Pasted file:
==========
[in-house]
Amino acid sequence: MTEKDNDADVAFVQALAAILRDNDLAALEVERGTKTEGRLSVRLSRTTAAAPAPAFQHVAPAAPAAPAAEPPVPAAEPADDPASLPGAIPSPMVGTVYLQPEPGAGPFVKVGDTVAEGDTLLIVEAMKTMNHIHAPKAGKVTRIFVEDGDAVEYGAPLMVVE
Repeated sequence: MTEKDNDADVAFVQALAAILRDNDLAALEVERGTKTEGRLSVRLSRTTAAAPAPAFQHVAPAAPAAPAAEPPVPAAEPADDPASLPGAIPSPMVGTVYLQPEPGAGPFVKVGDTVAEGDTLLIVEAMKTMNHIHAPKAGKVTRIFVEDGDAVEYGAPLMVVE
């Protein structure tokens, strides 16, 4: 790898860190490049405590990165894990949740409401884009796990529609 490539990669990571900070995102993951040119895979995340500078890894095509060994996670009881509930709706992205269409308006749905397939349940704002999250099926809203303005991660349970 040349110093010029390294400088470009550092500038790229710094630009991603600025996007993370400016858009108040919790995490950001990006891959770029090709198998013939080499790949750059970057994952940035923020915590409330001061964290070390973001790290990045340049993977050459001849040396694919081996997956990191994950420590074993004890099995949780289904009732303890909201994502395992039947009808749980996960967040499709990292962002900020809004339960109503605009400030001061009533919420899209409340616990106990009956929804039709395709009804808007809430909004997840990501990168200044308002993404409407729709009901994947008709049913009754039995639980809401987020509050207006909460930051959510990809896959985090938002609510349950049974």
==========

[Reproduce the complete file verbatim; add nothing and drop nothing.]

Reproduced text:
[in-house]
Amino acid sequence: MTEKDNDADVAFVQALAAILRDNDLAALEVERGTKTEGRLSVRLSRTTAAAPAPAFQHVAPAAPAAPAAEPPVPAAEPADDPASLPGAIPSPMVGTVYLQPEPGAGPFVKVGDTVAEGDTLLIVEAMKTMNHIHAPKAGKVTRIFVEDGDAVEYGAPLMVVE
Repeated sequence: MTEKDNDADVAFVQALAAILRDNDLAALEVERGTKTEGRLSVRLSRTTAAAPAPAFQHVAPAAPAAPAAEPPVPAAEPADDPASLPGAIPSPMVGTVYLQPEPGAGPFVKVGDTVAEGDTLLIVEAMKTMNHIHAPKAGKVTRIFVEDGDAVEYGAPLMVVE
């Protein structure tokens, strides 16, 4: 790898860190490049405590990165894990949740409401884009796990529609 490539990669990571900070995102993951040119895979995340500078890894095509060994996670009881509930709706992205269409308006749905397939349940704002999250099926809203303005991660349970 040349110093010029390294400088470009550092500038790229710094630009991603600025996007993370400016858009108040919790995490950001990006891959770029090709198998013939080499790949750059970057994952940035923020915590409330001061964290070390973001790290990045340049993977050459001849040396694919081996997956990191994950420590074993004890099995949780289904009732303890909201994502395992039947009808749980996960967040499709990292962002900020809004339960109503605009400030001061009533919420899209409340616990106990009956929804039709395709009804808007809430909004997840990501990168200044308002993404409407729709009901994947008709049913009754039995639980809401987020509050207006909460930051959510990809896959985090938002609510349950049974």